Make sense of your cents during Money Smart Week

Kids can make their own piggy banks during Money Smart Week, because it's never too soon to acquire fiscal sense.

Kids can make their own piggy banks during Money Smart Week, because it’s never too soon to acquire fiscal sense.

When it comes to money smarts, if you don’t have sense, you’ll be left without any cents.

That’s why Mentor Public Library is hosting a series of programs designed to help people make smart financial decisions. It’s called Money Smart Week and it runs from April 5 through 12.

It also gives everyone, from kids to seniors, a chance to learn about different financial topics in a nonthreatening, impartial environment.

It can be intimidating or even embarrassing to talk frankly about money. Some people may not feel comfortable walking into a bank and asking a lot of financial questions. Hosting these programs at the library lets you listen to and ask question of an expert on neutral ground.

The programs include:

  • The 25 Biggest Money Mistakes, in which experts from the Society for Financial Awareness will explore the 25 biggest money mistakes that people make and how to avoid them. The talk will be from 6:30 to 8 p.m. on Tuesday, April 8.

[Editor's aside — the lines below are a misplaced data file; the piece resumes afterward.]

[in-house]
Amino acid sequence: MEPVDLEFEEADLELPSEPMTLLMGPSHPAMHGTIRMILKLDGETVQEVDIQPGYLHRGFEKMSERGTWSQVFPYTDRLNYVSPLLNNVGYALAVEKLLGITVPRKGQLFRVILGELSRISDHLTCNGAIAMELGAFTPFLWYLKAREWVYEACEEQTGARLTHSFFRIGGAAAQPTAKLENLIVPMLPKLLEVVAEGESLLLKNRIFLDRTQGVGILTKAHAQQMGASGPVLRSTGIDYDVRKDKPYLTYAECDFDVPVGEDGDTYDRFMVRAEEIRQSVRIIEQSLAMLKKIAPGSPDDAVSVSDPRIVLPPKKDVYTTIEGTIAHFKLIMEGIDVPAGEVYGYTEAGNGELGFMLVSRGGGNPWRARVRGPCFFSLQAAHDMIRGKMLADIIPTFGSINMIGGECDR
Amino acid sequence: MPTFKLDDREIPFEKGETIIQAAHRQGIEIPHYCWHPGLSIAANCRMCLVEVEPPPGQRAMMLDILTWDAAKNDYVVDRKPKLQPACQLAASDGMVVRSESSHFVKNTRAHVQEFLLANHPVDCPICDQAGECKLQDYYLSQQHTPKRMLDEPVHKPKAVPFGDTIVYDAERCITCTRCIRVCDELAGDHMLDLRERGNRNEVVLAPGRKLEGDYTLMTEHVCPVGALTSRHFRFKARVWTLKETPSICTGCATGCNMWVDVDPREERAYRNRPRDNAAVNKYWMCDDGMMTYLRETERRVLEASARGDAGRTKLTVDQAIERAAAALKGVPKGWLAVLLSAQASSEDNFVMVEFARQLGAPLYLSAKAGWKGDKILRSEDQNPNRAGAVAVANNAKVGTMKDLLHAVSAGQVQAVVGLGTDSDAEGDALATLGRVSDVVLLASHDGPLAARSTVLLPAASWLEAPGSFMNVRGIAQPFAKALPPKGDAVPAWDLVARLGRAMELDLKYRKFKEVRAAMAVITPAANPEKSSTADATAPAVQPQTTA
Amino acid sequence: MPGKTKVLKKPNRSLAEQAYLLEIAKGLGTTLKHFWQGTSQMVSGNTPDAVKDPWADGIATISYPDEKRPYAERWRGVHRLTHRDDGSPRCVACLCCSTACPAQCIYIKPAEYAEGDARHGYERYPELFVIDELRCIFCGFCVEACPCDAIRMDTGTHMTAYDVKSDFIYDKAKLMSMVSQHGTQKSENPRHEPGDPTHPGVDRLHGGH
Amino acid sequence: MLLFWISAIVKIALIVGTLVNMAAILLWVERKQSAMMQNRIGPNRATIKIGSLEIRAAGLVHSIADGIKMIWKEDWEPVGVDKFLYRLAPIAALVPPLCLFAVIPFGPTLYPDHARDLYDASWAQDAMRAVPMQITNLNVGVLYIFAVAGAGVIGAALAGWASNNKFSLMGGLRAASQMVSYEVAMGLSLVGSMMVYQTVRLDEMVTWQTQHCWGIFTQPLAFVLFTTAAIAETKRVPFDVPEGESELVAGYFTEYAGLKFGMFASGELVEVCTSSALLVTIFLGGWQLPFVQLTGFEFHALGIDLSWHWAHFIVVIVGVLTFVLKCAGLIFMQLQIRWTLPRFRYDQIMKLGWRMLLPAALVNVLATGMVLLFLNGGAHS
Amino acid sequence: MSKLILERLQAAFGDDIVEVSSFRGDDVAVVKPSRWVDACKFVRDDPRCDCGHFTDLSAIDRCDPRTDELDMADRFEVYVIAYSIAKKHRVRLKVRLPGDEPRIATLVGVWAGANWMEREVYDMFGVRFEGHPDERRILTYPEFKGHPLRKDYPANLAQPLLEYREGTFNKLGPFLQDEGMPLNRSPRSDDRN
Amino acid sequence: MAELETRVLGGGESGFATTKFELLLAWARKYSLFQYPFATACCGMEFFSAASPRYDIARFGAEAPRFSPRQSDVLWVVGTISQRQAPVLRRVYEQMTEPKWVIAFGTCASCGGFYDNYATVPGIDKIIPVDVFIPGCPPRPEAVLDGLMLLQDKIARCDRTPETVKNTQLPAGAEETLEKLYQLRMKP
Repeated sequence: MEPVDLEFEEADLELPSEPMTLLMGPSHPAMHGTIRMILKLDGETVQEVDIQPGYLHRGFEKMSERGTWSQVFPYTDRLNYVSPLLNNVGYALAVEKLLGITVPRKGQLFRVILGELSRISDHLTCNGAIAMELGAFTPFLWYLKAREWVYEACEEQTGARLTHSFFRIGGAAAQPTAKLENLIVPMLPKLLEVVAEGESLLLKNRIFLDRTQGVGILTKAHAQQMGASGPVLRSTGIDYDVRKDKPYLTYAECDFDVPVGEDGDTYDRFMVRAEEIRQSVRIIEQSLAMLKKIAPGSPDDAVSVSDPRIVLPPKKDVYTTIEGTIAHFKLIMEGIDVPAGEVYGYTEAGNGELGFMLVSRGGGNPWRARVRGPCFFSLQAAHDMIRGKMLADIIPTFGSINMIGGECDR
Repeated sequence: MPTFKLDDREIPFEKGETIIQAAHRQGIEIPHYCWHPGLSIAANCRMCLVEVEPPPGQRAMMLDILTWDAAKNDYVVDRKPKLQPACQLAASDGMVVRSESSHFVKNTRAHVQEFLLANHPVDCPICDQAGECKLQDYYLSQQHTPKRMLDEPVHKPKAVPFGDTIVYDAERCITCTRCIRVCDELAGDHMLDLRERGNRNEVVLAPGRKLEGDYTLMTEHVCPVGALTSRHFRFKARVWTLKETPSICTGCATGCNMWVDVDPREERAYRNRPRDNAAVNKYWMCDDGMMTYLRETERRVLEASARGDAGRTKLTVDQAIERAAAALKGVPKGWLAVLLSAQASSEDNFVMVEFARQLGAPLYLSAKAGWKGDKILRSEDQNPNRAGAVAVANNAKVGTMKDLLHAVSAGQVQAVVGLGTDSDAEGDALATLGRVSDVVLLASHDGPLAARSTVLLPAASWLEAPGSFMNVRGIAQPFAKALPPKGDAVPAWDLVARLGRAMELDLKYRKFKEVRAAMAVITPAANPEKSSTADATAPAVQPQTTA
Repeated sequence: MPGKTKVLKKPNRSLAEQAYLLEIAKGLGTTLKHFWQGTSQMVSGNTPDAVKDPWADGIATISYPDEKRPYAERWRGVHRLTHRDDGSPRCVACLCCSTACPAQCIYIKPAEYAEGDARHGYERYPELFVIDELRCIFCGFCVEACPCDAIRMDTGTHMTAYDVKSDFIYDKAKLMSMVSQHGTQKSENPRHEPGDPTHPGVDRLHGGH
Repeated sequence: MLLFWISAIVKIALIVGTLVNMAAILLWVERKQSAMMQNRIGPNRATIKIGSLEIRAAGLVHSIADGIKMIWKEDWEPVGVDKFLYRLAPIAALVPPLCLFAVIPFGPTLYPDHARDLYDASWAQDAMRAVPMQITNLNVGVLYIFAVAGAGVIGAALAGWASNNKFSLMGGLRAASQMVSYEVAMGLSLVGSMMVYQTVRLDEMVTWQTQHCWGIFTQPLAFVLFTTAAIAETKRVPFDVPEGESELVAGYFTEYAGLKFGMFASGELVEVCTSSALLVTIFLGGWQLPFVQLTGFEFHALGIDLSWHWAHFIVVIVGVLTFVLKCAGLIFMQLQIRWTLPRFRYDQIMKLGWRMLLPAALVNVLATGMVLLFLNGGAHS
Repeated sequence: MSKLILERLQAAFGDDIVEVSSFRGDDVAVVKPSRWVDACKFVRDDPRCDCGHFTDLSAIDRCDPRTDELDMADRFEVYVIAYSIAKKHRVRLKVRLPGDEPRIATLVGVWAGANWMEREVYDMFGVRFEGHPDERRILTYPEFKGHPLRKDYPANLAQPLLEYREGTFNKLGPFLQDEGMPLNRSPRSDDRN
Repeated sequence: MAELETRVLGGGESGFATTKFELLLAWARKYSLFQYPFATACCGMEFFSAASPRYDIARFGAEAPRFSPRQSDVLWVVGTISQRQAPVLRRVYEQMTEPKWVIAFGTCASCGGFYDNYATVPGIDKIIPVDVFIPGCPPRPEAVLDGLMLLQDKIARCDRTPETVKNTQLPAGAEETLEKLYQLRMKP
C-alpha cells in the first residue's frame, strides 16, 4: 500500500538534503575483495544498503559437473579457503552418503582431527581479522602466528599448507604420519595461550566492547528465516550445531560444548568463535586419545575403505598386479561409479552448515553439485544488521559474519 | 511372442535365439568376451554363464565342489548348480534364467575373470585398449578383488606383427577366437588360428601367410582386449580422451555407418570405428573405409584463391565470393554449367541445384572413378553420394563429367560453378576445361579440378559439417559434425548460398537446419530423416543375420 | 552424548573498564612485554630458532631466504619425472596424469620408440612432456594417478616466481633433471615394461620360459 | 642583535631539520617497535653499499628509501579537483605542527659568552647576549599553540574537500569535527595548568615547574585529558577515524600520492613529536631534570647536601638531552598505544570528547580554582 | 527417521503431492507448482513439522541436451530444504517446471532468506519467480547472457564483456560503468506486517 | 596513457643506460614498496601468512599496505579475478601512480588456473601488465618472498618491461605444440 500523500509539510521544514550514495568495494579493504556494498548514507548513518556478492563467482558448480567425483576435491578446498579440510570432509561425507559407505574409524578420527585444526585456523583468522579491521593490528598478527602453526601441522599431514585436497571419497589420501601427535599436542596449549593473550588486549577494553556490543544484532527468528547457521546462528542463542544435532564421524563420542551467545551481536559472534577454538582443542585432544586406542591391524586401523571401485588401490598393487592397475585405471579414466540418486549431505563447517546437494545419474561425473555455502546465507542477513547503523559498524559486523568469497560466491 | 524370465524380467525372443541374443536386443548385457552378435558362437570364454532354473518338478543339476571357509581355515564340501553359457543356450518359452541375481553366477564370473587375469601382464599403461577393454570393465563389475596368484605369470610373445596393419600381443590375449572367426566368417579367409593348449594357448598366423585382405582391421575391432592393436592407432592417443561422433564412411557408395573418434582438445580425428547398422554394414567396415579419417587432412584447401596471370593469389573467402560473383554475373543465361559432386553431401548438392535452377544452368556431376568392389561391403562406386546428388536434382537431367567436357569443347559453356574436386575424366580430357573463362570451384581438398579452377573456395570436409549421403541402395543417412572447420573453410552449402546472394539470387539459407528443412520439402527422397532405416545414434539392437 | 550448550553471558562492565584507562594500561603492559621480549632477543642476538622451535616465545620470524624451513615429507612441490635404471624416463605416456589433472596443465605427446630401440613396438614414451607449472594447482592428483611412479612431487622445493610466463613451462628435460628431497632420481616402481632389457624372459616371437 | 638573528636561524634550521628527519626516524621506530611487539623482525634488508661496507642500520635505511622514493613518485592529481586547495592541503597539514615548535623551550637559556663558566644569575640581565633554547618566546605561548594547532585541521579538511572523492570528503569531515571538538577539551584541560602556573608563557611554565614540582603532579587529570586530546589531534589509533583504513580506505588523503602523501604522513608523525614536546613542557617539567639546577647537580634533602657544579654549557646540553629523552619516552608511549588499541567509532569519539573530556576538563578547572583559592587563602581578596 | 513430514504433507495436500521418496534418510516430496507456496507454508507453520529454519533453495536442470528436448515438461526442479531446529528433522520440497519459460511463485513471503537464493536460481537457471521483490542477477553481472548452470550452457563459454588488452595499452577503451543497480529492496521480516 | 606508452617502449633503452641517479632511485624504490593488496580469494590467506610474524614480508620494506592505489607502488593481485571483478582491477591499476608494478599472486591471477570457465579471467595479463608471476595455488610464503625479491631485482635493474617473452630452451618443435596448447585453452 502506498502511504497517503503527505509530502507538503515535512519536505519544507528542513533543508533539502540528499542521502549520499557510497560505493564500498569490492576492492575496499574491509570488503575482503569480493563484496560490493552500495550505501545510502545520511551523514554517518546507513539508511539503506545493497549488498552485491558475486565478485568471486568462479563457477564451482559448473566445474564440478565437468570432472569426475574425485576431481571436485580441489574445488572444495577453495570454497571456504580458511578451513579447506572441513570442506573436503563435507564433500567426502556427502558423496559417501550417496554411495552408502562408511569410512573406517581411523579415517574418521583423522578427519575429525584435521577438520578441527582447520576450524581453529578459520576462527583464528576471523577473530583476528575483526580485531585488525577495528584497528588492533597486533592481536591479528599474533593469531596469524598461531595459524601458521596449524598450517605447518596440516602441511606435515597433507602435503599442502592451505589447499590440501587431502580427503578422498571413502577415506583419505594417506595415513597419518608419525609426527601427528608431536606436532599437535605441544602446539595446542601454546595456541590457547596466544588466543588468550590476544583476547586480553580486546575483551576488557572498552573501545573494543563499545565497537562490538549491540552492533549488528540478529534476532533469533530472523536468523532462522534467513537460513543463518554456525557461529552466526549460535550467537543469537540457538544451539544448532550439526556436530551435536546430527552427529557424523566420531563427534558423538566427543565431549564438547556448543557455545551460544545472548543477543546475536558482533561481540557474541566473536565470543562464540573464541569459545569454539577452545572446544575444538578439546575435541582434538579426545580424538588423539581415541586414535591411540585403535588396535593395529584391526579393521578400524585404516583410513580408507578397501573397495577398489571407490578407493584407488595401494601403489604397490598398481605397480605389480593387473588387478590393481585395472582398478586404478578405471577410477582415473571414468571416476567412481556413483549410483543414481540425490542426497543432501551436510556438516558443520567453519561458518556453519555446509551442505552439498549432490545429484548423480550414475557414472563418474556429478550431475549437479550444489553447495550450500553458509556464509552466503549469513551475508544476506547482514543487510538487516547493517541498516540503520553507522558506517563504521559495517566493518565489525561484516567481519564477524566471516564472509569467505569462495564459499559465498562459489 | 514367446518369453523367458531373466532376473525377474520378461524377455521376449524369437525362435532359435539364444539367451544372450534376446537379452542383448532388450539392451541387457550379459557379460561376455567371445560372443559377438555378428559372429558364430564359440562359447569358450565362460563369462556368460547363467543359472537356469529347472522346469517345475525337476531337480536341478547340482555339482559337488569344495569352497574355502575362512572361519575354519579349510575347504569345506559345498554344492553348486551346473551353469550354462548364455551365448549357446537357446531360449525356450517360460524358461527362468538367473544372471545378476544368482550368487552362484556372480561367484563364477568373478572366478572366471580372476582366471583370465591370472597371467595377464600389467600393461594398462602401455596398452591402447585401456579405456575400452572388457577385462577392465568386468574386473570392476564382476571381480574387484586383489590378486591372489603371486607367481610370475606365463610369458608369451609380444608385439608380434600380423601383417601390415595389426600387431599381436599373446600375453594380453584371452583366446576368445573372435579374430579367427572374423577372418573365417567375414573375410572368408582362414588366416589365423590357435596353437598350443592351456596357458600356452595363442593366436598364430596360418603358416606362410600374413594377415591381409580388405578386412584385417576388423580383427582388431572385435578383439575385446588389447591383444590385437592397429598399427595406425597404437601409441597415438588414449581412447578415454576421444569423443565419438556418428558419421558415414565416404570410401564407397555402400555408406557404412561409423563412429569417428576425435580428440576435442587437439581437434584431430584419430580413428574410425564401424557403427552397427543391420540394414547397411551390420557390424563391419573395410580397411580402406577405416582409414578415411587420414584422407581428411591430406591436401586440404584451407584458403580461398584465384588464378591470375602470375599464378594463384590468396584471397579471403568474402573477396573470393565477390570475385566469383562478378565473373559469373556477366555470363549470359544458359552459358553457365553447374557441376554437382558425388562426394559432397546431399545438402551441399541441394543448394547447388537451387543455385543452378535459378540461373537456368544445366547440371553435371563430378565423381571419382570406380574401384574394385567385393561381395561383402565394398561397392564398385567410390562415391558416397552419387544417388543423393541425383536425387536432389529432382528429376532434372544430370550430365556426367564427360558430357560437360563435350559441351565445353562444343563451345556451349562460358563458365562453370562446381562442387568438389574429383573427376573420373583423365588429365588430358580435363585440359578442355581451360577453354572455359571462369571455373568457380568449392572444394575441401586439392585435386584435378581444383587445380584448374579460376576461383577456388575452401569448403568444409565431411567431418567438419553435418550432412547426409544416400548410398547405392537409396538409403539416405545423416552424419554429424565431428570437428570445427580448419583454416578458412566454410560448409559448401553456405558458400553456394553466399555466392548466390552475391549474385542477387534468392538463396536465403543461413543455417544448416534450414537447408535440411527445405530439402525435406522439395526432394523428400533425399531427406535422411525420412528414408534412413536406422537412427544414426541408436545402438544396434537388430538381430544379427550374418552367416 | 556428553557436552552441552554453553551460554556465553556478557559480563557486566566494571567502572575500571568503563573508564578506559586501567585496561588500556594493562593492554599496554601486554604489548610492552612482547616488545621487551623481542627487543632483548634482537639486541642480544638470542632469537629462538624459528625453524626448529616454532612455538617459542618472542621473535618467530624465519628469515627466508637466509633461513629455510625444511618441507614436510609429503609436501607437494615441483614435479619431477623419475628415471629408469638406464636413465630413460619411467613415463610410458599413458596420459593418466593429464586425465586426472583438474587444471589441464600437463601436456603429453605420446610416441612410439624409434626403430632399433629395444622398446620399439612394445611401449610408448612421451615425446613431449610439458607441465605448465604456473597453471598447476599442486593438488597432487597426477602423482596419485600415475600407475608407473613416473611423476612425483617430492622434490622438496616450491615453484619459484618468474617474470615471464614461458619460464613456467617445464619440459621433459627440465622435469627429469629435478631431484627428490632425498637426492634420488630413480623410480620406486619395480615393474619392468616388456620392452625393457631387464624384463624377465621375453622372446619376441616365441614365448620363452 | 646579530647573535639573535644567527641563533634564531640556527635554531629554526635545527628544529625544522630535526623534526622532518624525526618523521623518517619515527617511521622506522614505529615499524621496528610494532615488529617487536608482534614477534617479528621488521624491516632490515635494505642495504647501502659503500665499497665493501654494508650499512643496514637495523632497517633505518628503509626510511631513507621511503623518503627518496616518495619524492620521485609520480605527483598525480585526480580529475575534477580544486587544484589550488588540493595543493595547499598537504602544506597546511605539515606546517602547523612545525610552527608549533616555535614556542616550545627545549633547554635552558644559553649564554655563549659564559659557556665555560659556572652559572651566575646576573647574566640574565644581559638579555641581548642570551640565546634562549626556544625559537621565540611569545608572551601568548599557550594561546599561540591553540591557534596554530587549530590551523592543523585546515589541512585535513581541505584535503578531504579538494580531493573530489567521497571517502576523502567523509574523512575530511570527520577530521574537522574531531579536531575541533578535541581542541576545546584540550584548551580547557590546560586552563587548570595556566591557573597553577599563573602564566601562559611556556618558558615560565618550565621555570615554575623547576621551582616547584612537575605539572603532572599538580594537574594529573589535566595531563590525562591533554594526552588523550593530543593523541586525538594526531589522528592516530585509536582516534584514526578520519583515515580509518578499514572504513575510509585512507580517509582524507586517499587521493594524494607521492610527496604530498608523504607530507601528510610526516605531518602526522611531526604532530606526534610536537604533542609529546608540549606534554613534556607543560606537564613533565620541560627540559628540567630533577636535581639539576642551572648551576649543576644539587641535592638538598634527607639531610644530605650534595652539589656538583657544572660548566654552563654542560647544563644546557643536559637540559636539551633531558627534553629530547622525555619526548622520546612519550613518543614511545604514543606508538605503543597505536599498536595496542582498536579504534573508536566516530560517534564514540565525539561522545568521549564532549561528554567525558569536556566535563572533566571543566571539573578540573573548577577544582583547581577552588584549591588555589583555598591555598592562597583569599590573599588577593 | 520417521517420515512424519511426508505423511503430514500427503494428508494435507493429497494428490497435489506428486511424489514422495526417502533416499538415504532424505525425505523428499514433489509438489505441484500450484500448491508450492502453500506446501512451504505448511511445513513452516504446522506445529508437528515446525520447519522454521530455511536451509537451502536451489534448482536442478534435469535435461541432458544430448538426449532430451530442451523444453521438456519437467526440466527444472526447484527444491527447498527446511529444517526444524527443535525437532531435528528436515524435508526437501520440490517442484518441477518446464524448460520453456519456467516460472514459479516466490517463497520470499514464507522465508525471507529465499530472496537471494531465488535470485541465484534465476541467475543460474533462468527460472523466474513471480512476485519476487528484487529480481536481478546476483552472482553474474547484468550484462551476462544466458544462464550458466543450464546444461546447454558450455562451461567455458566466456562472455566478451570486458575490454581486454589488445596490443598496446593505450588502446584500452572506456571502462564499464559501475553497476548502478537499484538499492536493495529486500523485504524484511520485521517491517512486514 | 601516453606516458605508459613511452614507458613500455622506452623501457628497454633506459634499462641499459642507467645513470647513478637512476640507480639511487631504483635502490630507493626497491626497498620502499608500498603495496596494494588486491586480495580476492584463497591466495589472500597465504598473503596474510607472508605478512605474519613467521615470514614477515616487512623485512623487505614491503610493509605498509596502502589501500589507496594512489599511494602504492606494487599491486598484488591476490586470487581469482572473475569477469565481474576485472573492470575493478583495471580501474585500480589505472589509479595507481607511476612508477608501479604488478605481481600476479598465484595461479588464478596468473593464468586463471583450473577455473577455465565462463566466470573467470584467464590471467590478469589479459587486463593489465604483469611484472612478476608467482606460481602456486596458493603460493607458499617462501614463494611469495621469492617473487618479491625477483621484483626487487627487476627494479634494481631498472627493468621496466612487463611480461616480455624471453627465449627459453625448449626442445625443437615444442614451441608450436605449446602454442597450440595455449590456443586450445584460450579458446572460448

• Make Cents: Understanding the Long-Term Financial Commitments brings experts from three different banks to the library’s Main Branch. They will demystify common banking topics for the layperson. This Q & A panel session is from 6 to 7:30 p.m. on April 10.
  • Solving the Retirement Income Puzzle, where people can learn how to manage their retirement income and avoid running out of money. This talk will be from 2 to 3 p.m. on Friday, April 11.
  • Show Me the Money, a special program for kids from 1 to 2 p.m. on Saturday, April 5. Children will learn about currency and make their own piggy bank.
  • Duct Tape Wallet, in which teens can get creative while making their own wallets out of duct tape. The program is from 2 to 4 p.m. on April 12.

We wanted to make sure we had Money Smart programs for kids and teens too, because it’s never too soon to talk about fiscal responsibility.

Like we said before, money talk can be intimidating. But the more familiar kids are with concepts like budgeting and long-term financial commitments, the more confident and sensible they’ll be with money when they grow up.

For more information on Money Smart Week at Mentor Public Library, visit www.mentorpl.org or call (440) 255-8811 ext. 215.

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